However, even if the receiver receives the data stream, such a data size is large, and illegal use such as illegal copying of such data when the received data stream can be stored effectively is possible. Because of this, such data is not retained permanently. Taking a video stream as an example, the receiver that wants to receive the stream data will hold the stream if it is guaranteed that the frame shown on the receiver side will be held for a predetermined time after that. At the same time as accessing the server, the neighboring receivers are queried. If it is found that these neighboring receivers hold the desired stream data, the data path is set between them. In this way, a plurality of data paths (one or more servers, zero or more neighboring receivers) to one receiver are set.

  Hereinafter, a procedure in which the mobile receiver receives stream data using a plurality of data paths will be described more specifically with reference to the flowchart of FIG.

  FIG. 2 is a schematic flowchart showing the operation of the receiver for implementing the data streaming of the present invention. Here, a mobile terminal is assumed as the receiver. Further, it is assumed that the operation is performed in consideration of the possibility that there are other mobile terminals in the vicinity receiving the same data stream.

  In the initial setting step 201, the operation from the time when the user of the mobile terminal designates the data stream to be received to the mobile terminal until immediately before starting the streaming is performed. A more detailed operation of the initial setting step 201 is shown in the flowchart of FIG. It should be noted that humans usually intervene in the operation of designating the content that the user wants to play (viewing or the like) to the mobile terminal, but the steps after this are unless otherwise stated, that is, the computer software and Note that this is done automatically by hardware.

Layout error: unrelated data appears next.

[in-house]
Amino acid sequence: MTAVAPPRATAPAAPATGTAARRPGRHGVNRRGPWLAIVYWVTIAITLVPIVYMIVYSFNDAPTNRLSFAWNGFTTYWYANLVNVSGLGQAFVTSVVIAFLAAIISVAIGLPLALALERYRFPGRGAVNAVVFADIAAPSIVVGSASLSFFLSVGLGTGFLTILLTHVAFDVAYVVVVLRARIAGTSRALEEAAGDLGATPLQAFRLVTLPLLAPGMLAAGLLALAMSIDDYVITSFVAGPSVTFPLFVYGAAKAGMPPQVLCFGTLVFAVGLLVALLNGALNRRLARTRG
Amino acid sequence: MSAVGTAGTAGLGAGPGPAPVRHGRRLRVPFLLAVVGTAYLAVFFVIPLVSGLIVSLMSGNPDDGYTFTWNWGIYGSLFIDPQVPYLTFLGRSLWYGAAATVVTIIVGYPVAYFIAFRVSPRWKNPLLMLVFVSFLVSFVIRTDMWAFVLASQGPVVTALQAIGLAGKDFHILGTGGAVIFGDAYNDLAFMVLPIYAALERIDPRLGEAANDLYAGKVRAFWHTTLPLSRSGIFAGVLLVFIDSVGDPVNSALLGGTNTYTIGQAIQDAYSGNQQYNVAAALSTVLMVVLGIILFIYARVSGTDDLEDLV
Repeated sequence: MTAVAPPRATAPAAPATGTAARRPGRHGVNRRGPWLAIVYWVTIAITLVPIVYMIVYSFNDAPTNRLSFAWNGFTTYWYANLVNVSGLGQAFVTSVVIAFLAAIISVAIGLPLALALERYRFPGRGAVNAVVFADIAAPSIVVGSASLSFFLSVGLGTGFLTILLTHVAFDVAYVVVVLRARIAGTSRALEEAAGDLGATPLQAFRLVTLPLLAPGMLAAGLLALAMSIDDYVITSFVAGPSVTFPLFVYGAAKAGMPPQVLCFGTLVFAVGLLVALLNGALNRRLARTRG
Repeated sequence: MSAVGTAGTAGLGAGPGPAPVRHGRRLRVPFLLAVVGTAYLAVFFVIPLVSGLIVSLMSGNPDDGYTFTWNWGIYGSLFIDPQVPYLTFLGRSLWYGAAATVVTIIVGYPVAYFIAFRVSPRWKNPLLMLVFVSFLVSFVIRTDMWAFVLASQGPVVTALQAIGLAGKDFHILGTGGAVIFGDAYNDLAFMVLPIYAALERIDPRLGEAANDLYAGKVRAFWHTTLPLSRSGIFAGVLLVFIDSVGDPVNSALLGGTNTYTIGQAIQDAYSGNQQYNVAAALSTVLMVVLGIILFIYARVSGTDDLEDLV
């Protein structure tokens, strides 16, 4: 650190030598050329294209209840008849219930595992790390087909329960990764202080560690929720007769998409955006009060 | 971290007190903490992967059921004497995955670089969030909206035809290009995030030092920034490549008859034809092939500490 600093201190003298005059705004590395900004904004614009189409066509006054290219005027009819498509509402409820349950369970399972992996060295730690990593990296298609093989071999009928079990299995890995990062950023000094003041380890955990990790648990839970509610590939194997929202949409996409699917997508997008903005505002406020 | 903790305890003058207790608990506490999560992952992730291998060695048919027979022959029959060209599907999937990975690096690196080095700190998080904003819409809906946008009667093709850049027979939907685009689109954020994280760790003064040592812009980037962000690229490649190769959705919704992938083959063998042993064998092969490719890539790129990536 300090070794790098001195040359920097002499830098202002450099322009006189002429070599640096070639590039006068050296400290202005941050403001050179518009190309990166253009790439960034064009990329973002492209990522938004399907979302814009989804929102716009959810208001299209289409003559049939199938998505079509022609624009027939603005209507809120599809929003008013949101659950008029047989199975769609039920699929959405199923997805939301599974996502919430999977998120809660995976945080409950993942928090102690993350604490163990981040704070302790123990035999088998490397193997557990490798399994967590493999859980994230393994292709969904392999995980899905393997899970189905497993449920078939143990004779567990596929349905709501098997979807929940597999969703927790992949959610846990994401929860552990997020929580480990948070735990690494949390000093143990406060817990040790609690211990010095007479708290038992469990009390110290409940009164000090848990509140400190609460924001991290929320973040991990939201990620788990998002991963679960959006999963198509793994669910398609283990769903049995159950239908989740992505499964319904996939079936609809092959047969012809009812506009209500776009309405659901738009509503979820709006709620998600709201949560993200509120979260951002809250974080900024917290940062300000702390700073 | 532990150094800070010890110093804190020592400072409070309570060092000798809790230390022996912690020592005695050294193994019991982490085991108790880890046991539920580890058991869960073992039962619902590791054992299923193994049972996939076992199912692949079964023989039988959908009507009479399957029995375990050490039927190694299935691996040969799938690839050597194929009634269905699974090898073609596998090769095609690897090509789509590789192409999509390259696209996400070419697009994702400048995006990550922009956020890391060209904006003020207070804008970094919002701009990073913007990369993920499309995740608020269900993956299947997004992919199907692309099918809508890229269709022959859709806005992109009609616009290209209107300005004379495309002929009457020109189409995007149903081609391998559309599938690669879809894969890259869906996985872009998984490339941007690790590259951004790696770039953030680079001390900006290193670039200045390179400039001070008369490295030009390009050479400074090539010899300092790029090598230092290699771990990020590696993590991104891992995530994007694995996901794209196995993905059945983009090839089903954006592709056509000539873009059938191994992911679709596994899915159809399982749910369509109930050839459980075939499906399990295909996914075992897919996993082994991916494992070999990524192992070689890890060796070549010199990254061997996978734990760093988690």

In the initial setting step 201, first, the desired content designated by the user in step 301 is received. Next, a connection with the server having the desired content is established. In establishing this connection, the user may directly include information identifying the server (and where in the server the content is located) such as the URL of the desired content, or the user may specify The mobile terminal may have the connection destination information based on the name and number of the selected content, or a directory for searching the location information on the network from the name and number of the content is set up on the network. You may do it.

  In step 305, a connection with another server having the same content is established. As with the server that establishes the connection in step 303, the user may specify other servers, the mobile terminal may hold the information, or the information is acquired from a directory on the network. May be. Alternatively, the server that established the connection in step 303 may provide the location information of such another server in the course of negotiation when establishing the connection.

  In step 307, an inquiry is made to another mobile terminal existing in the vicinity, and if there is another mobile terminal holding the data stream of the same content, a connection with it is established in step 309. At the time of this connection, for example, the time position in the data stream that the other mobile terminal is currently viewing (that is, how far forward the position from the beginning of the data stream is currently viewed) and the current It may be determined that connection with such another mobile terminal is possible when the difference in time is equal to or less than a predetermined value.

  Next, in step 311, necessary parameters of the connected server and neighboring mobile terminals are acquired, and the asynchronous clock for each data path is calculated by the method already described in step 313. Thereafter, the process proceeds to step 401 (FIG. 4) at the head of step 03 for performing streaming execution / dynamic setting change.